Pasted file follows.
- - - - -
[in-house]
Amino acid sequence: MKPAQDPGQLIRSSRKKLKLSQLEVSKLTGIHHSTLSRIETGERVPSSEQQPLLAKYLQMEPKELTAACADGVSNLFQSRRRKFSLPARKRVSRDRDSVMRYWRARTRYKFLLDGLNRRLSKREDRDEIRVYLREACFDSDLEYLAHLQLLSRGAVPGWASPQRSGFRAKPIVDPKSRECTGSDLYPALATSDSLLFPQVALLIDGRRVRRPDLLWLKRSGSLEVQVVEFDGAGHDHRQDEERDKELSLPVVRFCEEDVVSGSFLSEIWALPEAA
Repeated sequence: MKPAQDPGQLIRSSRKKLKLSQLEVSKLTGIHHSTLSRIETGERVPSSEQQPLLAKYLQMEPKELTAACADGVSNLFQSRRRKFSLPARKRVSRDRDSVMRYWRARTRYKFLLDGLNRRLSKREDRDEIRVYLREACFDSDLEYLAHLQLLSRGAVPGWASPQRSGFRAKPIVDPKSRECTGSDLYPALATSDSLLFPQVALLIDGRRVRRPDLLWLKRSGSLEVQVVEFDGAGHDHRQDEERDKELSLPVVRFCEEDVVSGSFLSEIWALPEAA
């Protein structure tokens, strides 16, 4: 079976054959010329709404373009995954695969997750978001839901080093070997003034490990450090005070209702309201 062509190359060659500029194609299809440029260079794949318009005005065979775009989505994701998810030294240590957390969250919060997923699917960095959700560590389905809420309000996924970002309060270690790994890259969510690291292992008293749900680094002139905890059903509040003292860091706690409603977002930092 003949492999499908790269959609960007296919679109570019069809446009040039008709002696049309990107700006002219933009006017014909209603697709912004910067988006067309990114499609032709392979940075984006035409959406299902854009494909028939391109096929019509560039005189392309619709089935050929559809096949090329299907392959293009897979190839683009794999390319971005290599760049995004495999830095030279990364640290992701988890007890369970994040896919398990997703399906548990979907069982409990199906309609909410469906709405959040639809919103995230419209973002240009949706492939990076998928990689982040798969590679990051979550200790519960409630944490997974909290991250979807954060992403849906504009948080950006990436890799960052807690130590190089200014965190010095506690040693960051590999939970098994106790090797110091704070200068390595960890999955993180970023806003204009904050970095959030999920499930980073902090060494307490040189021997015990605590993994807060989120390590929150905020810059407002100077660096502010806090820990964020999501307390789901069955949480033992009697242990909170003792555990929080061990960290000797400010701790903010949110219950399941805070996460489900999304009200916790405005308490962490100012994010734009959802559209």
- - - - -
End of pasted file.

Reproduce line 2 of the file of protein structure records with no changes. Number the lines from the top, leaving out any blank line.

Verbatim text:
Amino acid sequence: MKPAQDPGQLIRSSRKKLKLSQLEVSKLTGIHHSTLSRIETGERVPSSEQQPLLAKYLQMEPKELTAACADGVSNLFQSRRRKFSLPARKRVSRDRDSVMRYWRARTRYKFLLDGLNRRLSKREDRDEIRVYLREACFDSDLEYLAHLQLLSRGAVPGWASPQRSGFRAKPIVDPKSRECTGSDLYPALATSDSLLFPQVALLIDGRRVRRPDLLWLKRSGSLEVQVVEFDGAGHDHRQDEERDKELSLPVVRFCEEDVVSGSFLSEIWALPEAA